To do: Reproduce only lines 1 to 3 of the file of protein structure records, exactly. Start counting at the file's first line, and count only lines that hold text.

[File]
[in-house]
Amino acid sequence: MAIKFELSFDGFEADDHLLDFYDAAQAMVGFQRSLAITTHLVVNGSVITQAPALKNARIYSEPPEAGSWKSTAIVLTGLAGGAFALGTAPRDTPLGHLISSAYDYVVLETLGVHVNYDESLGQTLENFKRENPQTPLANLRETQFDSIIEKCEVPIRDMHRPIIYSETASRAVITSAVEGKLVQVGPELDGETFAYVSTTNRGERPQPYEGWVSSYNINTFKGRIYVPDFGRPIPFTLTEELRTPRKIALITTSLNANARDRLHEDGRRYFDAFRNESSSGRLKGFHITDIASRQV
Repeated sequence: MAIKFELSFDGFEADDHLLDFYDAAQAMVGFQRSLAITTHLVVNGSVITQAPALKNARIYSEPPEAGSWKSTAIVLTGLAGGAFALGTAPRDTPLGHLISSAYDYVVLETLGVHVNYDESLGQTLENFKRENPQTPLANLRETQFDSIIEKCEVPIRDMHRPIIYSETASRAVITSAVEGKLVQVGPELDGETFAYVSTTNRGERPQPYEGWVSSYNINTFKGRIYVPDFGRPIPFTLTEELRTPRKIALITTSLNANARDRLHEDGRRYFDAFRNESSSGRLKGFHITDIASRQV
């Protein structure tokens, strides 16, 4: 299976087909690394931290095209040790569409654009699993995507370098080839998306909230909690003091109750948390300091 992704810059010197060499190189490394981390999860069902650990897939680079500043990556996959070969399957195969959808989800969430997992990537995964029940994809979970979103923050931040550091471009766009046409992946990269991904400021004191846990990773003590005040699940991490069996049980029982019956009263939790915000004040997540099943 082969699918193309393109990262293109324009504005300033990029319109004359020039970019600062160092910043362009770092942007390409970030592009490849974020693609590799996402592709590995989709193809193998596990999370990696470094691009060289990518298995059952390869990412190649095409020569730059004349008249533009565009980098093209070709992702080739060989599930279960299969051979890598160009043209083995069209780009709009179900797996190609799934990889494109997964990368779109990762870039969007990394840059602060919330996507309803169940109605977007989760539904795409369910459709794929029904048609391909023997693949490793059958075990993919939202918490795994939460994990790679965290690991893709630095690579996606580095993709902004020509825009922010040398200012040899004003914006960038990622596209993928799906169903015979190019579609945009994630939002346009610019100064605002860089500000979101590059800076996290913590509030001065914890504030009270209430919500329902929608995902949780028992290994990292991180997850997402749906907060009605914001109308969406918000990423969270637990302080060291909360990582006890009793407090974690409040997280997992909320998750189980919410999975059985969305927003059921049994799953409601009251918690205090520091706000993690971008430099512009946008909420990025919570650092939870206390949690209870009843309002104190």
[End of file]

[in-house]
Amino acid sequence: MAIKFELSFDGFEADDHLLDFYDAAQAMVGFQRSLAITTHLVVNGSVITQAPALKNARIYSEPPEAGSWKSTAIVLTGLAGGAFALGTAPRDTPLGHLISSAYDYVVLETLGVHVNYDESLGQTLENFKRENPQTPLANLRETQFDSIIEKCEVPIRDMHRPIIYSETASRAVITSAVEGKLVQVGPELDGETFAYVSTTNRGERPQPYEGWVSSYNINTFKGRIYVPDFGRPIPFTLTEELRTPRKIALITTSLNANARDRLHEDGRRYFDAFRNESSSGRLKGFHITDIASRQV
Repeated sequence: MAIKFELSFDGFEADDHLLDFYDAAQAMVGFQRSLAITTHLVVNGSVITQAPALKNARIYSEPPEAGSWKSTAIVLTGLAGGAFALGTAPRDTPLGHLISSAYDYVVLETLGVHVNYDESLGQTLENFKRENPQTPLANLRETQFDSIIEKCEVPIRDMHRPIIYSETASRAVITSAVEGKLVQVGPELDGETFAYVSTTNRGERPQPYEGWVSSYNINTFKGRIYVPDFGRPIPFTLTEELRTPRKIALITTSLNANARDRLHEDGRRYFDAFRNESSSGRLKGFHITDIASRQV